Fragments for a history of Galapagos section


Fragments for a history of Galapagos



The history of the Galapagos Islands is a succession of events that include myths, adventures, discoveries, dramas, tragedies and a good dose of mystery. As a territory that has fed the international imagination at least since the 18th century, its history has been subjected to numerous manipulations, and has ended up becoming, in practice, a fictional story, with its heroes and villains.

This story has denied prominence to numerous characters whose participation has been crucial in the development of Galapagos. By putting the spotlight on famous travelers, explorers, and researchers, the voice was taken out of settlers and workers, for example. This section aims to build a comprehensive and plural history of the archipelago from numerous fragments, both large and small. A story free of myths, which collects the vicissitudes and chores of all the human groups that have set foot on the archipelago.

Associated sections: Feminine presence in the islands; Contents & pieces | Story; Fragments for a history; Activities and projects | Oral history


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Pirates, whalers, settlers and scientists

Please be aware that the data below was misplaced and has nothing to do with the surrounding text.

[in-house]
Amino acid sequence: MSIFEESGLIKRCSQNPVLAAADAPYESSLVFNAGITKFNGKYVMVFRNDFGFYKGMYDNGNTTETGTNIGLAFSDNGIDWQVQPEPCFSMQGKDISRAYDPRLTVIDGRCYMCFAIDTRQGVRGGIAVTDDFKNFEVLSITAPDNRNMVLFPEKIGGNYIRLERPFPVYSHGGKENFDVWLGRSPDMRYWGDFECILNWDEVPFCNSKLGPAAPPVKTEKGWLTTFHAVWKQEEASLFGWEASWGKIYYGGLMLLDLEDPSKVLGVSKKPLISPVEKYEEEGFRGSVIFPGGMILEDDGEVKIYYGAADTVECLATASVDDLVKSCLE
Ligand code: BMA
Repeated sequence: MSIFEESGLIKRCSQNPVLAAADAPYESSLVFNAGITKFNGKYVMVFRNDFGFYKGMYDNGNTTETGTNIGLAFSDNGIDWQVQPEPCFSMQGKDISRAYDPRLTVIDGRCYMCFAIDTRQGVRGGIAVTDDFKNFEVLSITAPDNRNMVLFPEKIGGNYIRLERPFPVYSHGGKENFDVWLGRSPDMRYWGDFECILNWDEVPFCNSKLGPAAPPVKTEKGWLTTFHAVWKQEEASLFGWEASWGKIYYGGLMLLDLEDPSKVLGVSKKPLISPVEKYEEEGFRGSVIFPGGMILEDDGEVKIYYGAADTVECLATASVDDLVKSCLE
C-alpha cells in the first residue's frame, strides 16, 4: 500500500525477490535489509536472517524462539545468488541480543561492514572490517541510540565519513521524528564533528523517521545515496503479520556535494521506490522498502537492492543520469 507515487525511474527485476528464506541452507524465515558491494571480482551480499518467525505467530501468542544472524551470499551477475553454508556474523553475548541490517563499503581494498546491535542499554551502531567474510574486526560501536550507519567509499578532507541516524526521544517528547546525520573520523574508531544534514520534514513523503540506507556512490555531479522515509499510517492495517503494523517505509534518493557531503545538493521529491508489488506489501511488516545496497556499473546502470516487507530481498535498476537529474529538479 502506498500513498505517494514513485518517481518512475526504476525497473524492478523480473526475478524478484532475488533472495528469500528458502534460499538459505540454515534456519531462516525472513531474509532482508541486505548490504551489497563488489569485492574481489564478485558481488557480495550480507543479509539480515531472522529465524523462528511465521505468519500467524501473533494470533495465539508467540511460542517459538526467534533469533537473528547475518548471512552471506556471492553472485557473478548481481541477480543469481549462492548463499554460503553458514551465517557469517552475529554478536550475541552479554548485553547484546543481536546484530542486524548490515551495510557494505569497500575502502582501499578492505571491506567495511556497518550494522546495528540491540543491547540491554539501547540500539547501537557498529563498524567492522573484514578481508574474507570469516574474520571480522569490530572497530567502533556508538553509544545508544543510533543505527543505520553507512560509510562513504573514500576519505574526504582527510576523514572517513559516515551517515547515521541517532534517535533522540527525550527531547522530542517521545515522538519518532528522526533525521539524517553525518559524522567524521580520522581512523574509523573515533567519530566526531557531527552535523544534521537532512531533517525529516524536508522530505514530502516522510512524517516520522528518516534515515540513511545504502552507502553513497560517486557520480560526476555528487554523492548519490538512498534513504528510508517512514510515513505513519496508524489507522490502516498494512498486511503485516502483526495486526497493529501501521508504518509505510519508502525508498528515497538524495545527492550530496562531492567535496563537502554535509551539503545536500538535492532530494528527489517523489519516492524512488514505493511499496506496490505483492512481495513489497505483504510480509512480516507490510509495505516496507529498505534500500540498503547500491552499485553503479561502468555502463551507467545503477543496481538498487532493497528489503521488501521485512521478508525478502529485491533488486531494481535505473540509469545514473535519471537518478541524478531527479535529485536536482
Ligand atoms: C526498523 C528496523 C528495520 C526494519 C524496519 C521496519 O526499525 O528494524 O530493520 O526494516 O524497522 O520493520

The human occupation of the Galapagos is a sum of stories that starts in Inca legends and continues, today, adding pieces. It includes the passage of Spanish conquerors, English pirates, American whalers, Ecuadorian and European settlers, researchers and scientists, and many more. Their actions shape the island's history: a motley kaleidoscope of challenges, losses, tragedies and victories, reconstructed from those fragments of memory that survived time.

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The discovery
One of the most important events in the history of Galapagos is precisely the one that began its human occupation: its "discovery". The fortuitous meeting of Spanish bishop Tomás de Berlanga with the archipelago, which occurred in 1535 and was recorded in a letter sent by the priest to the monarch Carlos I from Portoviejo, present-day Ecuador, was the beginning of a long series of visits, landings and colonizations. One that still continues.


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Publication date: 1 December 2021
Last update: 1 May 2022